Beth noted a park event for yesterday in her Cleveland paper: Drop by with your family for fun in the snow! Test your skills at winter challenges such as snowball making and throwing, fort building, sled pulling, and more. Challenge others and yourself in snowshoe games. Dress for the weather. Enjoy hot chocolate by a roaring fire within Ledges Shelter. No snow? No problem! If the weather does not cooperate, we'll have other outdoor games to play. Ledges Shelter, 10 a.m. - 2 p.m.
We arranged to meet at noon, turn the cousins loose, sit by the roaring fire and drink hot chocolate. Laura was ready to leave before I got out of bed. I put her off until after breakfast; we arrived around eleven. There was no snow.
There was a roaring fire in each end of the CCC lodge, built in the thirties. Two rangers were happy to see us come in. On inquiry I learned we were the first fun in the snow customers.
I asked if they drew the short straw, and the tall young ranger said actually, they had invented this straw, and they had a good backup plan, too. A button toss game and making god’s eyes from a bucket of yarn. There was no snow
It was cold. It could have been worse. The day’s high temperature was thirty at midnight, and went down all day. I had on my standard winter gear, starting with a long sleeved tee shirt that is merino wool sandwiched between knitted tee shirt cotton, a turtle neck, another shirt, my winter coat. I was cold. The girls were game to be the practice children for back-up activities. No snow.
One ranger left his ranger hat on the table. Much as I covet a ranger hat, I only took a picture. I looked around later on and saw the hat was the focus of a game.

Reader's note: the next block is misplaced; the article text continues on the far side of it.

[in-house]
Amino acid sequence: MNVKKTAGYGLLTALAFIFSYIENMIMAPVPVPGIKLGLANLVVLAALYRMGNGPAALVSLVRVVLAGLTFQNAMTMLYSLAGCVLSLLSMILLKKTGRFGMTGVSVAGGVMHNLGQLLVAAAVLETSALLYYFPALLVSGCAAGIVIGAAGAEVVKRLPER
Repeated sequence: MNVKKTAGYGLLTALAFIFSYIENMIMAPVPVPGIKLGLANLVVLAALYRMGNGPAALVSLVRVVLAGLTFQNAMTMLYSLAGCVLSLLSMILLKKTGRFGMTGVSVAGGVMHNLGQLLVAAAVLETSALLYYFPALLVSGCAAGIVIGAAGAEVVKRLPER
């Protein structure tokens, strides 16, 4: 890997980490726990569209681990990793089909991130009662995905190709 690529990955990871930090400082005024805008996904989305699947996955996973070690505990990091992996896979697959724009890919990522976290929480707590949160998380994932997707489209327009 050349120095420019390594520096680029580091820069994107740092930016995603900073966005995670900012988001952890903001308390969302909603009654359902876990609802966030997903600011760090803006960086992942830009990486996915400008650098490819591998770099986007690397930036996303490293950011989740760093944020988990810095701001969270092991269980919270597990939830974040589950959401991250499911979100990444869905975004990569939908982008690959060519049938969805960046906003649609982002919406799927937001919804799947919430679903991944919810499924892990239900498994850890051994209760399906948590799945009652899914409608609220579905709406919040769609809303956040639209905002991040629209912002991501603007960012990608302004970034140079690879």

A family with four young children came in and most children descended on the yarn box to make god’s eyes. Eventually the ranger enticed them all out for kickball.
There were no chairs for sitting around a roaring fire in a damn cold lodge, so I wandered around and took pictures. I’ve mentioned that I like how well the federal government has maintained all these buildings. I posted a picture of the outside of this lodge on that starkly blue winter day a couple of weeks ago:
Two weeks ago
Roaring fires notwithstanding, the building is only a shelter. The stones are impressive, but the corners let in the outdoors. It was cold.
The two chinks of light between the stone and the wood are from outdoors
The window panes are original glass, single pane. The hinges and fasteners are iron. I don’t know if they were purchased or if the CCC employed blacksmiths, too. I’d wager they did, as all the quarried rock in the walls came from Deep Lock Quarry nearby and was cut on site. I like the age patina on everything.
I was not unhappy until my feet grew cold. I don’t tolerate that nonsense. A text to Beth showed her still at home, a not unexpected state of affairs. We made a backup plan to meet at the house, and the girls and I took our leave about 12:30, with the young family eating their picnic lunch on a blanket in front of the fire, cups of hot chocolate all around.
Three cousins kibitzing the afternoon chess game of two more cousins. Around a warm kitchen table.